Donald Trump heightens pressure – Boston Herald


Boston Herald
Donald Trump heightens pressure
Boston Herald
President Donald Trump and Chinese President Xi Jinping pause for photographs at Mar-a-Lago, Friday, April 7, 2017, in Palm Beach, Fla. Trump was meeting again with his Chinese counterpart Friday, with U.S. missile strikes on Syria adding weight to his …
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President Trump is amping up pressure on China to diffuse North Korean aggressions, a leverage play that could force talks amid calls for a diplomatic solution to the high-stakes tensions.

In a CBS “Face the Nation” interview that aired yesterday, Trump touted his warm relations with Chinese President Xi Jinping as “something very special, something very different than we’ve ever had,” though still sounding a note of skepticism.

“I don’t think they want to see a destabilized North Korea. I don’t think they want to see it,” Trump said. “They certainly don’t want to see nuclear on — from their neighbor. They haven’t liked it for a long time. But we’ll have to see what happens … we’ll find out whether or not President Xi is able to affect change.”

Trump said his decision not to pressure China on currency manipulation, as he had promised on the campaign trail, was part of the calculation.

“Can you imagine if I say, ‘Hey, by the way, how are you doing with North Korea? Also, we’re going to announce that you’re a currency manipulator tomorrow,’ ” Trump said. “North Korea is maybe more important than trade. Trade is very important. But massive warfare with millions, potentially millions of people being killed? That, as we would say, trumps trade.”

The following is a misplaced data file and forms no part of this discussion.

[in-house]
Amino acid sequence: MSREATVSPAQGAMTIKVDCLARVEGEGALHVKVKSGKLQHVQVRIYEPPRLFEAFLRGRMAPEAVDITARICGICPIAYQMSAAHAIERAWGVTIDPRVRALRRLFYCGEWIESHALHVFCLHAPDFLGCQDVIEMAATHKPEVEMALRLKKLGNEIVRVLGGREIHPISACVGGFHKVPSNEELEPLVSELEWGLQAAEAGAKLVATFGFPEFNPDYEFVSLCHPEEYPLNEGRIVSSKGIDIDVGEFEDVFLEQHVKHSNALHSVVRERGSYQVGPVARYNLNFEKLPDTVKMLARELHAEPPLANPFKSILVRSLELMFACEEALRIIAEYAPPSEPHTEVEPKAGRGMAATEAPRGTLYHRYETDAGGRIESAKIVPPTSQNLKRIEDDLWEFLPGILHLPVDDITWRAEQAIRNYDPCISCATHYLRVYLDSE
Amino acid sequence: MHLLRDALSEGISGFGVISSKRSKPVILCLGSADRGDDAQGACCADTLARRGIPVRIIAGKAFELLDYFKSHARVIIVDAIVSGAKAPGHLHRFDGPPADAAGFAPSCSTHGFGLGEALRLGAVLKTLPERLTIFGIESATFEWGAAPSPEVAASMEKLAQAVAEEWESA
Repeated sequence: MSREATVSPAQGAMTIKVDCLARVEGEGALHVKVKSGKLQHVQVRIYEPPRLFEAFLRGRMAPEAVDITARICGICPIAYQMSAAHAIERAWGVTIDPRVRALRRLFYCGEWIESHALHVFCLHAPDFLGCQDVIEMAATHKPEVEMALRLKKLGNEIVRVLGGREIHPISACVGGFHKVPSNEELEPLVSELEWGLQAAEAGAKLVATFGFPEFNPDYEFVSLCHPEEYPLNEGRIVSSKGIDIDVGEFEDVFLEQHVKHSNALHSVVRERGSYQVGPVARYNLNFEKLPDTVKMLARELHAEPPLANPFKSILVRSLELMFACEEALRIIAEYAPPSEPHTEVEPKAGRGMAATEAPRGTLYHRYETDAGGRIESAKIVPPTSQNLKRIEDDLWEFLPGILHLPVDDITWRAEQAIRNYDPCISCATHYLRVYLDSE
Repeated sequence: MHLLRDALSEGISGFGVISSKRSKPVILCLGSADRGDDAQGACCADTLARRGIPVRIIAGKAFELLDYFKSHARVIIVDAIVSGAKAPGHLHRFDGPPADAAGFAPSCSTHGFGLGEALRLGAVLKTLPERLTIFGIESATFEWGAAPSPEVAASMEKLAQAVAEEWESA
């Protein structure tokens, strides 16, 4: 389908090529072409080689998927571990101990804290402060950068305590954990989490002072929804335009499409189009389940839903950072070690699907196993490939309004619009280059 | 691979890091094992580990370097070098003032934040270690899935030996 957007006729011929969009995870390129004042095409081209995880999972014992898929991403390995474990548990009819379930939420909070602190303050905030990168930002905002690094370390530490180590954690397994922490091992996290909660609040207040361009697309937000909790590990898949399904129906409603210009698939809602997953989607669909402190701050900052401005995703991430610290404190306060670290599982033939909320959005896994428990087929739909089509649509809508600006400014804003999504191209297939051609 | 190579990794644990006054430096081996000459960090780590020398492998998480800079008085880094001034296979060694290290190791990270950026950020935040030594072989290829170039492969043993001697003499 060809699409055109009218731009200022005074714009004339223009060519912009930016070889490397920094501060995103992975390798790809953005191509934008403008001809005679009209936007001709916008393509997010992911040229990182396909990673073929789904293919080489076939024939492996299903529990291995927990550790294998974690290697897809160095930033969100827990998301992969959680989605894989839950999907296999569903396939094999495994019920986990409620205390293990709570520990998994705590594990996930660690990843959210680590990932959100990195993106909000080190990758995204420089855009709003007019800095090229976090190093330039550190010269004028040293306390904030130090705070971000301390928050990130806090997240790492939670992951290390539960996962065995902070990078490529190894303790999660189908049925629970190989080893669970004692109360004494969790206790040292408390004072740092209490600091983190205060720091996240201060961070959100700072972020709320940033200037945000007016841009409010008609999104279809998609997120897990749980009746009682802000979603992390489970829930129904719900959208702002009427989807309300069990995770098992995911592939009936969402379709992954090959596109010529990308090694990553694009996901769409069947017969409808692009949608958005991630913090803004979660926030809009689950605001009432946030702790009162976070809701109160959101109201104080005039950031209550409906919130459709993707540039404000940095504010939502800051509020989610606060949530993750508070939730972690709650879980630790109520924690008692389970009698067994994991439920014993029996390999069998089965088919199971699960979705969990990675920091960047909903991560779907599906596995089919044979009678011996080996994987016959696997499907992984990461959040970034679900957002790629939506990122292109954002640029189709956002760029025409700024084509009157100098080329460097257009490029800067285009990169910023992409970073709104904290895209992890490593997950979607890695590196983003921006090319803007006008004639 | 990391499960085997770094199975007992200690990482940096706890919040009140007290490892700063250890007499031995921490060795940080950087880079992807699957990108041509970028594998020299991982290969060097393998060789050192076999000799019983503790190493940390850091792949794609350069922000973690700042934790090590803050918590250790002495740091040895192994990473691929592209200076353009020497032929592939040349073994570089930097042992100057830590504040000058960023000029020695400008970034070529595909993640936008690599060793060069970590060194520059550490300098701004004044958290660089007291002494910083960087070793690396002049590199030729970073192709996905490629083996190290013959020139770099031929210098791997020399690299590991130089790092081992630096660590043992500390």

Bradley Schreiber, president of Homeland Security Solutions and a former senior adviser for the Department of Homeland Security, said the White House “is clearly trying to leverage its newfound relationship with China.”

“The reality is that for a diplomatic solution to occur, China has to be part of that solution, whether directly or indirectly, whether they help facilitate or they are a part of a multilateral convention,” Schreiber said. “I think the president is expressing, based on his actions, that the old way of doing things has not succeeded, and we need to try new ways of approaching this very critical national security issue.”

Meanwhile, the U.S. is working with South Korea to install a roughly $1 billion Terminal High Altitude Area Defense (THAAD) missile system to protect it from North Korea ballistic launches.

Trump said last week that South Korea should pay for the system, but National Security Adviser Gen. H.R. McMaster told “Fox News Sunday” yesterday the United States is on the hook, framing Trump’s remarks as part of his broader call to have “appropriate burden sharing” in international security matters.

“What I told our South Korean counterpart is until any renegotiation, that the deals in place, we’ll adhere to our word,” McMaster said.